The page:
Admission of misconduct, a contrite public apology, tumbling share price followed by government investigators raiding research facilities. With just the resignations of top executives missing at this point in time, this could easily be the Volkswagen scandal being played out once again, but only in a different continent, for a different car brand.
While the scope of Mitsubishi Motors’ misdeeds isn’t likely to be as far-reaching as its German counterpart’s (Mitsubishi sells around a million cars a year, a tenth of what VW typically does), the root cause has a familiar ring to it – Mitsubishi Motors cheated regulations.
According to a Reuters report, and confirmed by a press release issued by Mitsubishi, the misconduct was uncovered (ironically) when Nissan, its partner in a Japan market-only ultra-compact Kei-car venture, requested a review of the fuel efficiency values of the models that Mitsubishi developed and manufactured – namely the Mitsubishi eK Wagon and eK Space, along with the Nissan-badged Dayz and Dayz Roox.
The subsequent internal investigation by Mitsubishi revealed that a manipulation of rolling resistance resulted in ‘advantageous fuel consumption rates than the actual rates’, and that this data was used to obtain certification (or homologation) from the authorities. In Japan, manufacturers are ‘trusted’ by the government to undertake internal testing based on the methods prescribed by law; a practice commonly referred to as ‘self-declaration’. One would surmise that other Kei-car manufacturers must be looking over their shoulders anxiously.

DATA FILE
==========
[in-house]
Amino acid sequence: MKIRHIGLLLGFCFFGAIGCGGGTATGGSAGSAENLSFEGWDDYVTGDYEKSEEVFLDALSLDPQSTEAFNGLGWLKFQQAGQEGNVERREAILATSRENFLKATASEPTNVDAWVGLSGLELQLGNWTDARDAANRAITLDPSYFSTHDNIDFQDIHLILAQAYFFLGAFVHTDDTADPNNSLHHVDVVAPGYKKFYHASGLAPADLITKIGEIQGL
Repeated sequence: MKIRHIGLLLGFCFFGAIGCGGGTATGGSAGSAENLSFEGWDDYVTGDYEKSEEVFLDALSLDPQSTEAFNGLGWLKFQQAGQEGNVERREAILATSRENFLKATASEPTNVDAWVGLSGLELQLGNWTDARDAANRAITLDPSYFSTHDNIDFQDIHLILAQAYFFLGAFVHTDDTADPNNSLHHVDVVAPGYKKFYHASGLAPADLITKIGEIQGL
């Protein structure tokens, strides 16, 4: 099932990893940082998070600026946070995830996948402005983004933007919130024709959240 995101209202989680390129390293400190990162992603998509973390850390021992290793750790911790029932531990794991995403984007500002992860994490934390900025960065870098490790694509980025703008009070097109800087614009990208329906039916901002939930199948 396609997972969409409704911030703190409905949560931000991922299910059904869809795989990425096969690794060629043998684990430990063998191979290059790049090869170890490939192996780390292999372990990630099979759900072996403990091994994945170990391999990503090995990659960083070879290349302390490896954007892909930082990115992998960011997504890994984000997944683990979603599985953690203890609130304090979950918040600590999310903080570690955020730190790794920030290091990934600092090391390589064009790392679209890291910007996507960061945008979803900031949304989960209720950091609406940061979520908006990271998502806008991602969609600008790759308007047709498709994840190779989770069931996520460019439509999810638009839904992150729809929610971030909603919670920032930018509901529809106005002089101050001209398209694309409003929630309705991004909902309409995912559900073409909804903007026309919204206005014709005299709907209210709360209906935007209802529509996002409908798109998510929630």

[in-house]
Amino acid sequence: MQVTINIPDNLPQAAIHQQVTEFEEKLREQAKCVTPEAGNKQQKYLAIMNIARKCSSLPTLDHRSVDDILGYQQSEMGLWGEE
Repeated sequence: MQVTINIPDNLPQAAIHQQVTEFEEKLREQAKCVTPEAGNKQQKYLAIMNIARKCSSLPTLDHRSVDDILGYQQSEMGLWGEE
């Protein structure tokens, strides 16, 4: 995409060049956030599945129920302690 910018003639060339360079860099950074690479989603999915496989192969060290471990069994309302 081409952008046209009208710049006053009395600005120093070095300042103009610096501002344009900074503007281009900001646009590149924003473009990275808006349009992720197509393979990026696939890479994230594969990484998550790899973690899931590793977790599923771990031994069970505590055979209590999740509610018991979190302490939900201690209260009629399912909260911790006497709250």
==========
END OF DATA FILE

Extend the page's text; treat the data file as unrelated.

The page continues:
In a land where fuel efficiency is highly cherished (frugal cars also enjoy tax breaks), it comes as no surprise that Mitsubishi (and Nissan) have had to take the painful step of halting production and sales of the affected models with immediate effect. Mitsubishi is also checking whether other domestic models were also certified using improper testing methods, so expect the fallout to expand in the coming days and weeks.
(Editor’s note: The non-compliance of regulations is a distinct and separate matter from advertised claims that may not meet customers’ expectations. For example, fuel efficiency claims from manufacturers are usually obtained under controlled environment as opposed to unfavourable real-world conditions, hence claimed numbers should only be taken as a general indication).